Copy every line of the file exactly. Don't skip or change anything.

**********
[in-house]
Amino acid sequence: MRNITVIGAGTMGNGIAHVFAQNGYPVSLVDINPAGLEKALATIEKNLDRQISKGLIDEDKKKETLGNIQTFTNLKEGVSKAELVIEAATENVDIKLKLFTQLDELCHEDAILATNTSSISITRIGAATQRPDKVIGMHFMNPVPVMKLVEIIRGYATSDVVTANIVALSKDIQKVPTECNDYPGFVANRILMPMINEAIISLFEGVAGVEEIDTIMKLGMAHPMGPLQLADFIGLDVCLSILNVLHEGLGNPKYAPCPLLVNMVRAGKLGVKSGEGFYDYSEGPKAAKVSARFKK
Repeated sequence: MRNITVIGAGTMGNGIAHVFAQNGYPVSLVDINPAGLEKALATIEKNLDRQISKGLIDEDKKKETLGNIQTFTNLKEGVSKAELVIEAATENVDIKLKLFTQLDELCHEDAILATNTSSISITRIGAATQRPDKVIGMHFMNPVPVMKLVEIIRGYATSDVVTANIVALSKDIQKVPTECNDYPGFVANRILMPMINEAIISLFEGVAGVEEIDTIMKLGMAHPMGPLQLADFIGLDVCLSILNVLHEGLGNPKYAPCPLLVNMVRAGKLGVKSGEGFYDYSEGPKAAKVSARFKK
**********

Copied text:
[in-house]
Amino acid sequence: MRNITVIGAGTMGNGIAHVFAQNGYPVSLVDINPAGLEKALATIEKNLDRQISKGLIDEDKKKETLGNIQTFTNLKEGVSKAELVIEAATENVDIKLKLFTQLDELCHEDAILATNTSSISITRIGAATQRPDKVIGMHFMNPVPVMKLVEIIRGYATSDVVTANIVALSKDIQKVPTECNDYPGFVANRILMPMINEAIISLFEGVAGVEEIDTIMKLGMAHPMGPLQLADFIGLDVCLSILNVLHEGLGNPKYAPCPLLVNMVRAGKLGVKSGEGFYDYSEGPKAAKVSARFKK
Repeated sequence: MRNITVIGAGTMGNGIAHVFAQNGYPVSLVDINPAGLEKALATIEKNLDRQISKGLIDEDKKKETLGNIQTFTNLKEGVSKAELVIEAATENVDIKLKLFTQLDELCHEDAILATNTSSISITRIGAATQRPDKVIGMHFMNPVPVMKLVEIIRGYATSDVVTANIVALSKDIQKVPTECNDYPGFVANRILMPMINEAIISLFEGVAGVEEIDTIMKLGMAHPMGPLQLADFIGLDVCLSILNVLHEGLGNPKYAPCPLLVNMVRAGKLGVKSGEGFYDYSEGPKAAKVSARFKK